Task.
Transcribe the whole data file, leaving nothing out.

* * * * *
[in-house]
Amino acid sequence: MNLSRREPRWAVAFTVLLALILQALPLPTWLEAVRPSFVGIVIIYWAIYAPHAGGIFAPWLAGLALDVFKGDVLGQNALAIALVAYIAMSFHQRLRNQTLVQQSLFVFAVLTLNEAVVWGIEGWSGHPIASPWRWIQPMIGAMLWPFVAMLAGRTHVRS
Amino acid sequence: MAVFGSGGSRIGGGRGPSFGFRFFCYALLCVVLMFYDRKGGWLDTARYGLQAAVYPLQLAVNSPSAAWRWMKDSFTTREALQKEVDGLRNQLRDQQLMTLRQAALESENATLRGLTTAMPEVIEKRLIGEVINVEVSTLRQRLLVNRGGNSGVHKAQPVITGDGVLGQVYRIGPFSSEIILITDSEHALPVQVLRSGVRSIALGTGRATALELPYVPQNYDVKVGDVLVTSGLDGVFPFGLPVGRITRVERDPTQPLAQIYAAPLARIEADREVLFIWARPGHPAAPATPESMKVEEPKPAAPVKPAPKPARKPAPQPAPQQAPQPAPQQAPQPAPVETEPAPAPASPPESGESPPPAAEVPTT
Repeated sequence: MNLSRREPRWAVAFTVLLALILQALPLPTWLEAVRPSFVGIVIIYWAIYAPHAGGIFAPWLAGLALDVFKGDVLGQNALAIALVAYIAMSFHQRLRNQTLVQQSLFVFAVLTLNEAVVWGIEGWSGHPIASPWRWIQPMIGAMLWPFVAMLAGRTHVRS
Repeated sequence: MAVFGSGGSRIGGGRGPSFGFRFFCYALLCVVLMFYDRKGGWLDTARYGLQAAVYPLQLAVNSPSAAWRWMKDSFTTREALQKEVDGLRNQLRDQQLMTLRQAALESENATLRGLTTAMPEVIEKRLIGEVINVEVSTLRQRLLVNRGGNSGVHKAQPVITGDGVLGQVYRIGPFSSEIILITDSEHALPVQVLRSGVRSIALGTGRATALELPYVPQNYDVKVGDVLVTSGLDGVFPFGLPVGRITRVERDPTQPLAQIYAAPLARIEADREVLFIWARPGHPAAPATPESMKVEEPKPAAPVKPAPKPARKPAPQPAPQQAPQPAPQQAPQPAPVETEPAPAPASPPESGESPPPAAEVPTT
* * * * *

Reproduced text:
[in-house]
Amino acid sequence: MNLSRREPRWAVAFTVLLALILQALPLPTWLEAVRPSFVGIVIIYWAIYAPHAGGIFAPWLAGLALDVFKGDVLGQNALAIALVAYIAMSFHQRLRNQTLVQQSLFVFAVLTLNEAVVWGIEGWSGHPIASPWRWIQPMIGAMLWPFVAMLAGRTHVRS
Amino acid sequence: MAVFGSGGSRIGGGRGPSFGFRFFCYALLCVVLMFYDRKGGWLDTARYGLQAAVYPLQLAVNSPSAAWRWMKDSFTTREALQKEVDGLRNQLRDQQLMTLRQAALESENATLRGLTTAMPEVIEKRLIGEVINVEVSTLRQRLLVNRGGNSGVHKAQPVITGDGVLGQVYRIGPFSSEIILITDSEHALPVQVLRSGVRSIALGTGRATALELPYVPQNYDVKVGDVLVTSGLDGVFPFGLPVGRITRVERDPTQPLAQIYAAPLARIEADREVLFIWARPGHPAAPATPESMKVEEPKPAAPVKPAPKPARKPAPQPAPQQAPQPAPQQAPQPAPVETEPAPAPASPPESGESPPPAAEVPTT
Repeated sequence: MNLSRREPRWAVAFTVLLALILQALPLPTWLEAVRPSFVGIVIIYWAIYAPHAGGIFAPWLAGLALDVFKGDVLGQNALAIALVAYIAMSFHQRLRNQTLVQQSLFVFAVLTLNEAVVWGIEGWSGHPIASPWRWIQPMIGAMLWPFVAMLAGRTHVRS
Repeated sequence: MAVFGSGGSRIGGGRGPSFGFRFFCYALLCVVLMFYDRKGGWLDTARYGLQAAVYPLQLAVNSPSAAWRWMKDSFTTREALQKEVDGLRNQLRDQQLMTLRQAALESENATLRGLTTAMPEVIEKRLIGEVINVEVSTLRQRLLVNRGGNSGVHKAQPVITGDGVLGQVYRIGPFSSEIILITDSEHALPVQVLRSGVRSIALGTGRATALELPYVPQNYDVKVGDVLVTSGLDGVFPFGLPVGRITRVERDPTQPLAQIYAAPLARIEADREVLFIWARPGHPAAPATPESMKVEEPKPAAPVKPAPKPARKPAPQPAPQQAPQPAPQQAPQPAPVETEPAPAPASPPESGESPPPAAEVPTT